GW: Let’s jump ahead to today. We’ve just marked V-E Day. We’re now arguing about V-J Day, or whether we can even call it that. What I’d like to ask is: Why was there no “V-C Day”? Why was the victory over communism never properly celebrated? Why, for six years, has there been no large-scale statement from a president of the United States, putting a clear interpretation on the events that unfolded between 1989 and 1991? One suspects that this has something to do with the presidential personalities involved; is there more?
EA: Well, to get an introductory point out of the way, cold war and hot war are different. World War II, like World War I, when there were also great victory parades, was a very familiar form of declared war: there was a finite end date, with an instrument of surrender in writing on paper, followed by an occupying army entering conquered territory. It was all very traditional, very clear, very easily comprehensible. You woke up one morning and the president announced, “The war is over; your loved ones are coming home; there will be no more casualties.”
But there are other factors, at least as important. The American Left’s long-standing romance with collectivism led to the judgment that, while right-wing totalitarianism—that is, fascism and Nazism—was pure evil, left-wing totalitarianism was different, and it couldn’t be denounced as pure evil without jeopardizing the position of non-totalitarian leftist ideologies. It’s not that there weren’t any enemies to the left; it was that they had to be dealt with in terms different from those applied to enemies on the right. Because if you denounced communism as a moral atrocity on a par with Nazism, other left-leaning ideologies—”light socialism,” so to speak—were going to get sullied. Communism, on this analysis, could change; it could be “saved,” so to speak. But Nazism was the paradigm of pure evil, and it had to be expurgated. So there was this ambivalence …
GW: But we know, empirically, that that simply wasn’t the case. Communism in its Leninist form (as many of Gorbachev’s former colleagues now freely concede) was not a self-reforming system. It was, in fact, wholly incapable of self-reformation, or self-reconstitution.
EA: You’re right: we know that, and we knew that. But not everybody did (or does). And if you look back at the history of the Cold War, the growing unwillingness of the American Left to challenge communism, which eventually resulted in the reluctance of the American Left to declare and revel in a happy, gorgeous victory over communism, had a lot to do with the Left’s sense of its own position in America, which, in turn, had a lot to do with McCarthyism. There was a widespread feeling on the Left that everybody on the Left would get swept up along with the communists, and therefore one had to be an anti-anti-communist in order to prevent the Right from going too far in its anti-communism.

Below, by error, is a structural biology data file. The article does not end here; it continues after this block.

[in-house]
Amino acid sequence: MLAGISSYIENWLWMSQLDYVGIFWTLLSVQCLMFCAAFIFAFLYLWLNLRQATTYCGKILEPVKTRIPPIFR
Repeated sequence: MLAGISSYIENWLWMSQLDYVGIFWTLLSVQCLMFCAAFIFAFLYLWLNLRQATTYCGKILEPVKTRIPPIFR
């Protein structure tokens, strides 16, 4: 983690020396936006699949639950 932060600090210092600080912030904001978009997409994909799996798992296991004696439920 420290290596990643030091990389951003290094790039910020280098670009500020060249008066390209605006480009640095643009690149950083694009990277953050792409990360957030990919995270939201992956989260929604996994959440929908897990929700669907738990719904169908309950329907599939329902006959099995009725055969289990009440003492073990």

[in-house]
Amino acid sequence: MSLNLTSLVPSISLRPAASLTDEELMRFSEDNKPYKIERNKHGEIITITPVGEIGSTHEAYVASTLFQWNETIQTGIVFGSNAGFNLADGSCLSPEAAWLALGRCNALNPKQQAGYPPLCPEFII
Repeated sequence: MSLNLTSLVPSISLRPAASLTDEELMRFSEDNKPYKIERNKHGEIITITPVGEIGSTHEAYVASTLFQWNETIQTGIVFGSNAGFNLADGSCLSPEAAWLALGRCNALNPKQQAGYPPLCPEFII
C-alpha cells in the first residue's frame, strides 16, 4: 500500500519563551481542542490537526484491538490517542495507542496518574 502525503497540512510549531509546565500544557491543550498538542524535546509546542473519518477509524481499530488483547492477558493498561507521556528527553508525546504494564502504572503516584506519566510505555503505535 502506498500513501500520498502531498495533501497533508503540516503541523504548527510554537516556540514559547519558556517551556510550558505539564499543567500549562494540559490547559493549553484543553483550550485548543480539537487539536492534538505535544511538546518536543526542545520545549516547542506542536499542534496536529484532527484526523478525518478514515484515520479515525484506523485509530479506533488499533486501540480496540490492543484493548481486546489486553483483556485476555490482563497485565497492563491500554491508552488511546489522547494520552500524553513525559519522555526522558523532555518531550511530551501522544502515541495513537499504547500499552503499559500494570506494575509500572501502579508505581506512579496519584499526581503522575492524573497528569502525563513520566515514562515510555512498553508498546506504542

Then, from a practical point of view, one could make the argument (as two administrations have) that, in the aftermath of the Cold War, it’s important to get along with the Russians. Now I think there’s a certain fraudulent quality to this argument. We certainly had a “national interest” need to get along with the Germans in the late 1940s. Indeed, you can make a persuasive case that we had more need to get along with the Germans then than we do with the Russians today. Nobody doubted, in the late forties, that Germany would, someday, return to greatness; the timeline was murky, but the future of German greatness in 1949 was a lot clearer than the future of Russian greatness in 1995. To put it bluntly, I don’t think the argument that we should be nice to the Russians because they’re important is very persuasive. Rather, I think it’s primarily an excuse, masquerading as pragmatism, for the nervousness we’ve just been discussing, all of which tells us not to revel in our Cold War victory.
But why didn’t the American Right more strongly and more successfully insist on reveling in that victory? One part of the answer surely has to do with President Bush, who, as you remember, thought it was also bad form to revel in the victory over Saddam Hussein and Iraq. I think that was a mistake, and I think our failure to declare victory with the collapse of the Soviet Union was a mistake.
When you put it all together, though, taking full account of both the Realpolitik dimension and the fact that this was not a hot war, I still think that what you’ve got here, basically, is a cultural phenomenon: a product of the American Left’s ambivalence about the Cold War.
GW: Which had, as we know, an enormous impact on virtually every culture-shaping and values-transmitting institution in the country.
EA: Particularly since the Vietnam War. If you go back to the 1950s, when liberal organizations like Americans for Democratic Action and the AFL-CIO were fiercely anti-communist, there simply wasn’t this ambivalence, at least on the mainstream Left. But it has certainly been there since Vietnam. And so this fabulous victory for freedom goes uncelebrated.
As for our present circumstances, the ambivalence shouldn’t be surprising. The President isn’t interested in a V-C Day. But then he wasn’t very interested in V-E Day, either, so he spent the fiftieth anniversary of V-E Day in Moscow, of all places, rather than in London. That’s a rather telling symbol of the problem we’re talking about. If you think you should be in Moscow rather than London on the fiftieth anniversary of V-E Day, then you’re not likely to think of the end of the Cold War as a victory of freedom over communist totalitarianism. That sums up the problem very nicely indeed.
George Weigel is Distinguished Senior Fellow of the Ethics and Public Policy Center in Washington, D.C. and holds EPPC’s William E. Simon Chair in Catholic Studies.